After another day of doing little except working on this blog, I intended to spend a day cleaning Copper and my stuff and airing out Vicki’s apartment. Then I made the big mistake: I cracked the back door open to let whatever smell my stuff had released into the apartment out and put a fan nearby, then went to take a long hot shower. It was interrupted by a pounding on the door. It was Vicki’s landlord, bringing Copper in. An angry Italian cursing your existence when you’re half-dressed and damp is not a good portent. It turned out that he’d been called by the upstairs neighbors on his way out to the airport or out of town, and had to come back to keep the dog out of the street. (Of course, Copper knows better than to wander off down the street on his own, but then, I thought he wouldn’t leave the house without me either.) So, of course, knowing Vicki had vouched for me with him, and knowing that I’d already outstayed my welcome anyway–I had already been making inquiries as to how I could affordably get a ride back to the trail–I had to call her and tell her what happened. Of course, it was an absolute catastrophe, and my assurances that she could throw me under the bus, “kick me out” and take very little blame didn’t take away the anxiousness of the situation. I redoubled my efforts to find a ride out of town but to no avail. Then there was a 3-way call between Vicki and her boyfriend (who was still halfway across the country) and me in which I apologized profusely and assured him that I would be out of the apartment before anyone got home. So, I cleaned up the apartment as best I could, put Copper on leash, and left, locking the door behind me. I used the Lyft app to call a ride to Somerville, since everyone else I knew in Boston lived there, though I had no guarantees yet on a place to spend the night. At the very least, it was likely a better place to hitch a ride from than Newton.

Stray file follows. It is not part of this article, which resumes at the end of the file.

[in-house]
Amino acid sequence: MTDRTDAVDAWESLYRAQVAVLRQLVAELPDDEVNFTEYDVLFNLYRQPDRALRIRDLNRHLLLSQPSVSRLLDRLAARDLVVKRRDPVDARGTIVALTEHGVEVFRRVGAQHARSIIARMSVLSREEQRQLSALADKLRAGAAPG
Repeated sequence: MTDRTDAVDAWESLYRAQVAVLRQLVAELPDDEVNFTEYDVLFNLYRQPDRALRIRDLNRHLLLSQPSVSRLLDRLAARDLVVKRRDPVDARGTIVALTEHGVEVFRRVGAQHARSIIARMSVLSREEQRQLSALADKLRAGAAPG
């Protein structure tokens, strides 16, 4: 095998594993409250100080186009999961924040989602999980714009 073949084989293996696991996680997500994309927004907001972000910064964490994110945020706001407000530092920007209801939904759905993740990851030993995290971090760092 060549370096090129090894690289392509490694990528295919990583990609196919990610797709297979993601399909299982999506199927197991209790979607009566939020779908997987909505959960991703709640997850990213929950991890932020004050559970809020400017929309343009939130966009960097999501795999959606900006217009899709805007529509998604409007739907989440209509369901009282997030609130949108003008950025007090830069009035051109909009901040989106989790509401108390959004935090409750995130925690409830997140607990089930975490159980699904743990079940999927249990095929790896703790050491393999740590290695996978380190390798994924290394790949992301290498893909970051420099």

While I was standing on the sidewalk waiting for the ride to arrive, another Italian (this neighborhood being the Italian hub of Newton) guy came up to say “hi” to Copper and invite me into their Soccer Club, which was really just a room with a couple of tables and a bar with a cappuccino machine. I was introduced to all the other guys and we talked about my hiking the trail. The guy who invited me in bought me a cappuccino and gave me a tiny bottle of water for the road. Soon, my ride had arrived, though he had to come looking for me, since I didn’t recognize his car as a Lyft car without the mustache on the front.
We had a nice conversation about being a Lyft driver and other such things as he drove Copper and me to the other side of Boston. I had him drop me at a random cafe near Union Square. I spent most of the day there using the wifi. I started searching for a place in town to spend the night, but no Airbnb could be had for me and a dog at such short notice. The Spanish-speaking women operating the cafe suggested I ask at the police station, and asked their friends. Eventually, they started closing and no solid leads were had. Copper and I relocated down the street to the Independent gastropub with outdoor seating. I had a nice macaroni dinner with some choice craft beers while I finally got a solid connection via feelers let out on IRC. A woman called 23-year-old (if I correctly recall) Ravana who lived in a house with six others near Porter Square got clearance with her roommates to let me spend one night while I figured out how to get out of town. So I let my phone charge in the restaurant to get me enough power to make the trip, then, as was our more usual modus operandi on this trip, Copper and I walked a mile through Somerville with Google providing walking directions.